Apple Could Ditch Pouch Batteries in Favor of Metal Can Designs

By Bill Toulas / March 13, 2021

Pouch batteries are great for when looking to utilize all the available space inside very restrictive applications such as smartphones, but they aren’t without their flaws. They are prone to gas (carbon monoxide and carbon dioxide) accumulation which results in swelling, pushing screens outside of the frame, and generally creating a dangerous situation. For this reason, Apple is considering a replacement in the form of a metal-can design.

According to a recently published patent spotted by Patently Apple, we see the description of “a battery with an electrode surrounded by a rigid or semi-rigid housing that can be in close proximity to electronic components without interfering or damaging the electronic components. This allows the battery to be increased in size, reducing wasted space and allowing for the electronic device to have a longer battery life without increasing the size of the electronic device”.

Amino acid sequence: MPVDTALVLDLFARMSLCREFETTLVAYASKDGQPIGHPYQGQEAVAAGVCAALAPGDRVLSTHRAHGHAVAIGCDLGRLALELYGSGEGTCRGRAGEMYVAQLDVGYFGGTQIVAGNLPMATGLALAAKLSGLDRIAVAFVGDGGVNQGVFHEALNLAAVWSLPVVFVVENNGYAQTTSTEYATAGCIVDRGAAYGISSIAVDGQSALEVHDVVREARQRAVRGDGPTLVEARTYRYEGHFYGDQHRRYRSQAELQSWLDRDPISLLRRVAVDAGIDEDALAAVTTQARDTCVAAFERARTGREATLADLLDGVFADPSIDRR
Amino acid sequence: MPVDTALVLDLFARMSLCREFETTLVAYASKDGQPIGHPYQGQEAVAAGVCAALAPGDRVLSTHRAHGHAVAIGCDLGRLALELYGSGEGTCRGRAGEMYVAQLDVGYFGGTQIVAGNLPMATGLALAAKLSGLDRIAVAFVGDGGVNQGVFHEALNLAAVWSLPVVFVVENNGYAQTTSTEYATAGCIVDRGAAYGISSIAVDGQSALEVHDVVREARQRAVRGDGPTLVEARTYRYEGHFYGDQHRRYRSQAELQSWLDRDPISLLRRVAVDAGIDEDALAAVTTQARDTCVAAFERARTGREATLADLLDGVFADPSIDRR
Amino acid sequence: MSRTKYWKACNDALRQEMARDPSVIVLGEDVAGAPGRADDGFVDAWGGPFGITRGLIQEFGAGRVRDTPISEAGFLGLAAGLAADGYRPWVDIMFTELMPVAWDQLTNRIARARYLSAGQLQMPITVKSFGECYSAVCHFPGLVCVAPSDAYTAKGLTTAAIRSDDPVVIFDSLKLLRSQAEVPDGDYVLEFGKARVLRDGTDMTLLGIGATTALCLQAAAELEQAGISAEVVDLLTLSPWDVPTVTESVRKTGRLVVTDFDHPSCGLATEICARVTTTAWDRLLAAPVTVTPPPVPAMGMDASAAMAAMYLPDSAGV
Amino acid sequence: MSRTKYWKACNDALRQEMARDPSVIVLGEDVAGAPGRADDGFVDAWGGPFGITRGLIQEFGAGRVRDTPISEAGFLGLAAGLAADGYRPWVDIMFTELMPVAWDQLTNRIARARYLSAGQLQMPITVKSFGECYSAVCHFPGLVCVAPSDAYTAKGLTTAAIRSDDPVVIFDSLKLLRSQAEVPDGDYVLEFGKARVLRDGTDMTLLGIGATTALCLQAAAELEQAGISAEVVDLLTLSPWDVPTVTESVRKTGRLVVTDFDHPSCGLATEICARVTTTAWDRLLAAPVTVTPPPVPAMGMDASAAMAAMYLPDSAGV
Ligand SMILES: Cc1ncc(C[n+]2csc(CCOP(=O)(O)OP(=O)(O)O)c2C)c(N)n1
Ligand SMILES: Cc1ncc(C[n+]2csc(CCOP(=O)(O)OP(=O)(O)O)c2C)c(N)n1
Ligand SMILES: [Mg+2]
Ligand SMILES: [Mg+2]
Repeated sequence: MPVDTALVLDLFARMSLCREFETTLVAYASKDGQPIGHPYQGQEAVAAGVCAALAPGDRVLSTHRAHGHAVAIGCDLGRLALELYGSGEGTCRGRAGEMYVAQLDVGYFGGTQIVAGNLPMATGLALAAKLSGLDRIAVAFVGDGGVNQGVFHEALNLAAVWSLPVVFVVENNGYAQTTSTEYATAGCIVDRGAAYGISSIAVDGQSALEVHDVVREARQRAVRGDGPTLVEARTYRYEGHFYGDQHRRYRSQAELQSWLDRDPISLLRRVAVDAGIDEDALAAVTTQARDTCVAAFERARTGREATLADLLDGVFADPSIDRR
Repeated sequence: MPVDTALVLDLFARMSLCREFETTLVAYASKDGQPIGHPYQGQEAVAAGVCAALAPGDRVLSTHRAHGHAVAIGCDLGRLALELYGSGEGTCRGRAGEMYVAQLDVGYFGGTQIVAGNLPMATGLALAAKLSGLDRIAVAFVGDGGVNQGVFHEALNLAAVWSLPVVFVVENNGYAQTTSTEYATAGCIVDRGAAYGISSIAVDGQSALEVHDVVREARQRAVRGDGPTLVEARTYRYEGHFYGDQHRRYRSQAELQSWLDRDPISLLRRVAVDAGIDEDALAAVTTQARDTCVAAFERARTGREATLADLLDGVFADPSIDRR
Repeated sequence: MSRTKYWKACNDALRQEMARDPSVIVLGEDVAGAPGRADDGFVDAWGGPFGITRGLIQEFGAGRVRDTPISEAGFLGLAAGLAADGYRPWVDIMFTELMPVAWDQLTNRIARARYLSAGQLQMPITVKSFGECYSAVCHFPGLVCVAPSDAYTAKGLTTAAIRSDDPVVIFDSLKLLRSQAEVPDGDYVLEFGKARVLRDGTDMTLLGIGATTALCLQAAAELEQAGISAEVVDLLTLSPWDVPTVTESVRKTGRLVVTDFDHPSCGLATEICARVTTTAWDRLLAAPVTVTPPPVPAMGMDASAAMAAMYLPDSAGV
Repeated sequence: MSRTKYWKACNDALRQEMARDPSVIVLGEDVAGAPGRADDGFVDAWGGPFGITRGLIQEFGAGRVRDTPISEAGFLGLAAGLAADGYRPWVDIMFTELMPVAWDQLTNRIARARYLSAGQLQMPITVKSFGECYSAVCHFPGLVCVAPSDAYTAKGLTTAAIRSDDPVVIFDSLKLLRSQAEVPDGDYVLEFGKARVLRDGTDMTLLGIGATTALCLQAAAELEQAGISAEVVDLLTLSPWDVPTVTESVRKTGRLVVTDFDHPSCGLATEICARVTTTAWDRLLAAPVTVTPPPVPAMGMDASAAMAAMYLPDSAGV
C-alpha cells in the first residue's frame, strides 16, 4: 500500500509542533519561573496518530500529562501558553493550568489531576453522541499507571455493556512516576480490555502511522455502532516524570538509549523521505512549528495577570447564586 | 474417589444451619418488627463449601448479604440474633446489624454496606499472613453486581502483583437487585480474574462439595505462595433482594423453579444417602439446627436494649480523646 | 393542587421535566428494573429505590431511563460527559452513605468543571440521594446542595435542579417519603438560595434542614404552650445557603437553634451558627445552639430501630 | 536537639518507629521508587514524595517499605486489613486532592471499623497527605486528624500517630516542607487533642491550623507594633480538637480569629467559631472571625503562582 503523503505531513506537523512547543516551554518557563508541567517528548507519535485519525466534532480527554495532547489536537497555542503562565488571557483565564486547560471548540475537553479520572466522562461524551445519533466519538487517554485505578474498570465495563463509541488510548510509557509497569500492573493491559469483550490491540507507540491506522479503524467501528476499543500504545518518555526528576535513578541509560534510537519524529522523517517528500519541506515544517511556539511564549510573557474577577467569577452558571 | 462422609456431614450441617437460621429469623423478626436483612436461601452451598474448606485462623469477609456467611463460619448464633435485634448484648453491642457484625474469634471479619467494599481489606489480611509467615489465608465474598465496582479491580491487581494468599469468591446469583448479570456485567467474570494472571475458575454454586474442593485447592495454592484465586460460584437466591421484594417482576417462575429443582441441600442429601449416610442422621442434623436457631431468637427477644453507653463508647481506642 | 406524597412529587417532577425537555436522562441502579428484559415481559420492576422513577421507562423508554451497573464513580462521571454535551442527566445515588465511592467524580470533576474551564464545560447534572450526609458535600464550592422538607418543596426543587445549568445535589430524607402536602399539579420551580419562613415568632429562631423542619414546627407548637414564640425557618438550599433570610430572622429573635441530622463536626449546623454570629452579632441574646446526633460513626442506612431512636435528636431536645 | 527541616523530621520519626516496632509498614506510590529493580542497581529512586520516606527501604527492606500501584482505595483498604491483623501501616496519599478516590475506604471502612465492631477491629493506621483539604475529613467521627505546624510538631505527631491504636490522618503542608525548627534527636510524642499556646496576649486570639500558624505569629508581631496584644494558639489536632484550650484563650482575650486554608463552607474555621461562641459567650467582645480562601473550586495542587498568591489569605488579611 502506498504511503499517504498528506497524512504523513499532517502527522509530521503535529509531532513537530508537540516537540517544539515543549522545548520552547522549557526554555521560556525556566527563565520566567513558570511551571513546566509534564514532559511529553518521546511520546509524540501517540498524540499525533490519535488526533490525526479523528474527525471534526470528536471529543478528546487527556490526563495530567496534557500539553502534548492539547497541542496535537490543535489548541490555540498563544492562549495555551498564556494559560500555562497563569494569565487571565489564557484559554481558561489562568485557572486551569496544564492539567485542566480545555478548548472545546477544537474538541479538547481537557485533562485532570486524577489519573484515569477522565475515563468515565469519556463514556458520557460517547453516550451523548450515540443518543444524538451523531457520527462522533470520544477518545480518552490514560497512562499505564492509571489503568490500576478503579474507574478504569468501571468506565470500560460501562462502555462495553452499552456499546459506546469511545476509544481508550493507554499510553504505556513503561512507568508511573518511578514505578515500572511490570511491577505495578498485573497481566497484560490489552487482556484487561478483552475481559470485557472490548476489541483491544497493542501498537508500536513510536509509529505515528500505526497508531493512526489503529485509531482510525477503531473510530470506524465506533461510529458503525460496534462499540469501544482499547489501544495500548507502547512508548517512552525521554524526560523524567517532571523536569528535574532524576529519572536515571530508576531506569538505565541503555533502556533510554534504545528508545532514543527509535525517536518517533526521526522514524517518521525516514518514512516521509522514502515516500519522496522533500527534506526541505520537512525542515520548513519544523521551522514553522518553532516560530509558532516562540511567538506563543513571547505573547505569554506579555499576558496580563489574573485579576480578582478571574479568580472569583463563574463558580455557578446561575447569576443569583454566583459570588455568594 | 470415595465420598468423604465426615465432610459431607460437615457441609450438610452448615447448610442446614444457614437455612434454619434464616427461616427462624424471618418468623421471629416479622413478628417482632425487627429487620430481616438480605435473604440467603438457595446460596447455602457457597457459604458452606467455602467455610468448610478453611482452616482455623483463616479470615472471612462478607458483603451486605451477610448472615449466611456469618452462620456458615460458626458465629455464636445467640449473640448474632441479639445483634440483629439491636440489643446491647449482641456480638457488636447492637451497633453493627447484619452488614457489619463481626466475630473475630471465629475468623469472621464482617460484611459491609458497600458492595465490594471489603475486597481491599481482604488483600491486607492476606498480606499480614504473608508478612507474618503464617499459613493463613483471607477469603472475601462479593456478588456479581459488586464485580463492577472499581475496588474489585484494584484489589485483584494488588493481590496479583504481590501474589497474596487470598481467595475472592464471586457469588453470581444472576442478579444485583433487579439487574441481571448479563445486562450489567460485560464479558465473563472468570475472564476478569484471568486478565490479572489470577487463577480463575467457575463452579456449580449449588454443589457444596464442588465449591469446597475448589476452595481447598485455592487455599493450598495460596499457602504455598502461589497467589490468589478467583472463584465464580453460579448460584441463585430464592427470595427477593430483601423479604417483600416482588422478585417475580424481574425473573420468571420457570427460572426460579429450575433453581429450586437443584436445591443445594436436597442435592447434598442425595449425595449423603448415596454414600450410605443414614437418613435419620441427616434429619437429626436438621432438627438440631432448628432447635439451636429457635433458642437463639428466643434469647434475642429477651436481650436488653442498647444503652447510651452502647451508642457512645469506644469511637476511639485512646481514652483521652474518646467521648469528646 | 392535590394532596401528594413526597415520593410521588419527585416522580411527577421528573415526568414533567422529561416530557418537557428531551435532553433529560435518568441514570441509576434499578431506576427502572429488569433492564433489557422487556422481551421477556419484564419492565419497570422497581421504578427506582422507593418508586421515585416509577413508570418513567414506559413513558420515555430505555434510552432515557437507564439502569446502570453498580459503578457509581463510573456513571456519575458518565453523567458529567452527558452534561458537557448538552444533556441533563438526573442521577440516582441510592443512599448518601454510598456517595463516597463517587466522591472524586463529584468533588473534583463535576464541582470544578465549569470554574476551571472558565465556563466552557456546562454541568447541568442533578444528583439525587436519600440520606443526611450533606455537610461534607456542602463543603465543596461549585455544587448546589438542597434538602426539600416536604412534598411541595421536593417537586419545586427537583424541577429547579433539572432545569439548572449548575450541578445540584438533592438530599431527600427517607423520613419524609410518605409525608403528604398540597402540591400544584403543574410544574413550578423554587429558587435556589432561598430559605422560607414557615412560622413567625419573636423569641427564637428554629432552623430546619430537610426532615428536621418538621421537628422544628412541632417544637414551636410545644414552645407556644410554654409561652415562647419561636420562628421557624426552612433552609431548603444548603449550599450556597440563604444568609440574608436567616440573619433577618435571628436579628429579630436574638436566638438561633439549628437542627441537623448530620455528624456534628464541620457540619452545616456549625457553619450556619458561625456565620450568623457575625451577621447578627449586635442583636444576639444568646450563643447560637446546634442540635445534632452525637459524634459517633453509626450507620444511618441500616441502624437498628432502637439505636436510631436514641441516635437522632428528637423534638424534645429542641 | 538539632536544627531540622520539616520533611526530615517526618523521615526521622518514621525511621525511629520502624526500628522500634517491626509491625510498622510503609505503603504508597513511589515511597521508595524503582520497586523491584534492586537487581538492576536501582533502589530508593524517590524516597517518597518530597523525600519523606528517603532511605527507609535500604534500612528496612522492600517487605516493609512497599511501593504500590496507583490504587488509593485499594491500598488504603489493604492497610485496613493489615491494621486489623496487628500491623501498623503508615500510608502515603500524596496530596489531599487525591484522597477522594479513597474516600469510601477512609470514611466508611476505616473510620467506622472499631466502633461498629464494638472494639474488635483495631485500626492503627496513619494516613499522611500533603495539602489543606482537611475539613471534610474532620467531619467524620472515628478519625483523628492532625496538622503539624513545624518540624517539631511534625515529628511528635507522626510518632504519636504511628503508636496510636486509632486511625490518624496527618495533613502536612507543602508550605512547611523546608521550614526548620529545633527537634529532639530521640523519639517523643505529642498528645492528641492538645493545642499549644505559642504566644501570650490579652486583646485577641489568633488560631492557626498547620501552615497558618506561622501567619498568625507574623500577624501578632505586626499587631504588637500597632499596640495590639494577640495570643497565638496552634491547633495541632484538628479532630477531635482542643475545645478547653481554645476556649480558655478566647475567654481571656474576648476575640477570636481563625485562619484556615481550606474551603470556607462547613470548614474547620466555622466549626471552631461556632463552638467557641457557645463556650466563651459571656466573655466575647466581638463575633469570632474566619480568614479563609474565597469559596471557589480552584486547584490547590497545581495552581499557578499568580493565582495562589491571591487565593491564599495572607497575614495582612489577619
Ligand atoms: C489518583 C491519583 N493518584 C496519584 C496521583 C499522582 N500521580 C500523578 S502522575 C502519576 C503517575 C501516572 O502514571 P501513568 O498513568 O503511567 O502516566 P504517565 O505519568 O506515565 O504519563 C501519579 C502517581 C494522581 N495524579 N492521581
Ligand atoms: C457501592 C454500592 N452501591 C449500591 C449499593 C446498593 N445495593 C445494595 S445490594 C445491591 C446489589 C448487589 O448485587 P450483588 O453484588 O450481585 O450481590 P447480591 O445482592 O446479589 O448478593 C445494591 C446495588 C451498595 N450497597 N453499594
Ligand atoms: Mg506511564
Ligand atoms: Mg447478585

Source: Patently Apple

But that’s not all. Apple has had two more patents approved by the U.S. Patent Office recently, one titled “Transient Power Management Circuit,” and one more which describes a method for determining and controlling battery expansion.

The latter is a very important safety system that we haven’t seen anywhere thus far, and it would help prevent explosions or toxic gas leakages from cells that have been damaged, but it’s not apparent. Especially in well-built devices like the iPhone, pouches could start swelling, and the users wouldn’t have an indication of it until it’s already quite dangerous.

Apart from all the battery stuff that Apple’s engineers are working on, there’s also a patent application that is describing the company’s first steps towards the adoption of the IEEE 802.11be, a.k.a. WiFi 7. This is an upcoming technology that is expected to take its final form by early 2024, featuring a tri-band system of 2.4, 5, and 6 GHz frequency bands. It’ll also feature a lower latency compared to WiFi 6 and double the maximum data rates (on the 320 MHz channel).

Although Apple is typically not adopting new tech immediately, it’s good to see that they’re already preparing for WiFi 7. Of course, patent applications and approvals don’t mean anything for sure, and what you see above is neither an omen nor a binding element. We may as well never see any of the above techs materialize in the presented forms, and it’ll be perfectly normal.

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